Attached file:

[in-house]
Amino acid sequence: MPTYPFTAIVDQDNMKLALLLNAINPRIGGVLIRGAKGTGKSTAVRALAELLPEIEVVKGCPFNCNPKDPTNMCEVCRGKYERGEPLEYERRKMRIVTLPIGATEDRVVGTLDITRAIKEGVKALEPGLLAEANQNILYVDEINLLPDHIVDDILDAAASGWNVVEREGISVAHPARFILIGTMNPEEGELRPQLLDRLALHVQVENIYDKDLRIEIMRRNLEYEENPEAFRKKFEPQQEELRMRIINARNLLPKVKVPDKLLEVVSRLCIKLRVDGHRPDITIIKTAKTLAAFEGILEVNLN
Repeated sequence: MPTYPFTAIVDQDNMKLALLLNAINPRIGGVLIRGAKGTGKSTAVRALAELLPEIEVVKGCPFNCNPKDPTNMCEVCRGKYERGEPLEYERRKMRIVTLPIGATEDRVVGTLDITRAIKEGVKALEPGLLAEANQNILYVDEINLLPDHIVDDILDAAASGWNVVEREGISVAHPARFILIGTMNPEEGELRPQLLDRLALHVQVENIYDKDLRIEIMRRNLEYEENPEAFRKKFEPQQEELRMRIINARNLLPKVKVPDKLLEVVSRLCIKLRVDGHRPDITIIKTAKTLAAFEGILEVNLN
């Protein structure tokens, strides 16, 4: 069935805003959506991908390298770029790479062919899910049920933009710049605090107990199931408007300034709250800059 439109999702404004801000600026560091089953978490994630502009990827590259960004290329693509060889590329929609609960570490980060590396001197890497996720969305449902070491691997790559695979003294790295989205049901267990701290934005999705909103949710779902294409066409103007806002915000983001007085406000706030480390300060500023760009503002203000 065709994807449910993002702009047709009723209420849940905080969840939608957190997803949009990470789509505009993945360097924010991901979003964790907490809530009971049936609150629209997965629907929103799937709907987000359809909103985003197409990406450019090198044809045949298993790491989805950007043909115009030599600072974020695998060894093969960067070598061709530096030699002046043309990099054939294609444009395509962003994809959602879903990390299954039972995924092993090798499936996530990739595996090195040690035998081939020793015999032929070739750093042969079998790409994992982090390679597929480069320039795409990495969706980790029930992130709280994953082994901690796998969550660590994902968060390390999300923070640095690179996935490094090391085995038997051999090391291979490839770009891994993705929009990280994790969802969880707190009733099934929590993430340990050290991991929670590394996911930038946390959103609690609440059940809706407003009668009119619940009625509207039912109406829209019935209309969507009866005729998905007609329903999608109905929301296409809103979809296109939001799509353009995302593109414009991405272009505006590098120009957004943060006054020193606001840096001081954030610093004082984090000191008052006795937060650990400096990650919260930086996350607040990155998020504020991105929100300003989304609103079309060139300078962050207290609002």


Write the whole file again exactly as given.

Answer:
[in-house]
Amino acid sequence: MPTYPFTAIVDQDNMKLALLLNAINPRIGGVLIRGAKGTGKSTAVRALAELLPEIEVVKGCPFNCNPKDPTNMCEVCRGKYERGEPLEYERRKMRIVTLPIGATEDRVVGTLDITRAIKEGVKALEPGLLAEANQNILYVDEINLLPDHIVDDILDAAASGWNVVEREGISVAHPARFILIGTMNPEEGELRPQLLDRLALHVQVENIYDKDLRIEIMRRNLEYEENPEAFRKKFEPQQEELRMRIINARNLLPKVKVPDKLLEVVSRLCIKLRVDGHRPDITIIKTAKTLAAFEGILEVNLN
Repeated sequence: MPTYPFTAIVDQDNMKLALLLNAINPRIGGVLIRGAKGTGKSTAVRALAELLPEIEVVKGCPFNCNPKDPTNMCEVCRGKYERGEPLEYERRKMRIVTLPIGATEDRVVGTLDITRAIKEGVKALEPGLLAEANQNILYVDEINLLPDHIVDDILDAAASGWNVVEREGISVAHPARFILIGTMNPEEGELRPQLLDRLALHVQVENIYDKDLRIEIMRRNLEYEENPEAFRKKFEPQQEELRMRIINARNLLPKVKVPDKLLEVVSRLCIKLRVDGHRPDITIIKTAKTLAAFEGILEVNLN
């Protein structure tokens, strides 16, 4: 069935805003959506991908390298770029790479062919899910049920933009710049605090107990199931408007300034709250800059 439109999702404004801000600026560091089953978490994630502009990827590259960004290329693509060889590329929609609960570490980060590396001197890497996720969305449902070491691997790559695979003294790295989205049901267990701290934005999705909103949710779902294409066409103007806002915000983001007085406000706030480390300060500023760009503002203000 065709994807449910993002702009047709009723209420849940905080969840939608957190997803949009990470789509505009993945360097924010991901979003964790907490809530009971049936609150629209997965629907929103799937709907987000359809909103985003197409990406450019090198044809045949298993790491989805950007043909115009030599600072974020695998060894093969960067070598061709530096030699002046043309990099054939294609444009395509962003994809959602879903990390299954039972995924092993090798499936996530990739595996090195040690035998081939020793015999032929070739750093042969079998790409994992982090390679597929480069320039795409990495969706980790029930992130709280994953082994901690796998969550660590994902968060390390999300923070640095690179996935490094090391085995038997051999090391291979490839770009891994993705929009990280994790969802969880707190009733099934929590993430340990050290991991929670590394996911930038946390959103609690609440059940809706407003009668009119619940009625509207039912109406829209019935209309969507009866005729998905007609329903999608109905929301296409809103979809296109939001799509353009995302593109414009991405272009505006590098120009957004943060006054020193606001840096001081954030610093004082984090000191008052006795937060650990400096990650919260930086996350607040990155998020504020991105929100300003989304609103079309060139300078962050207290609002």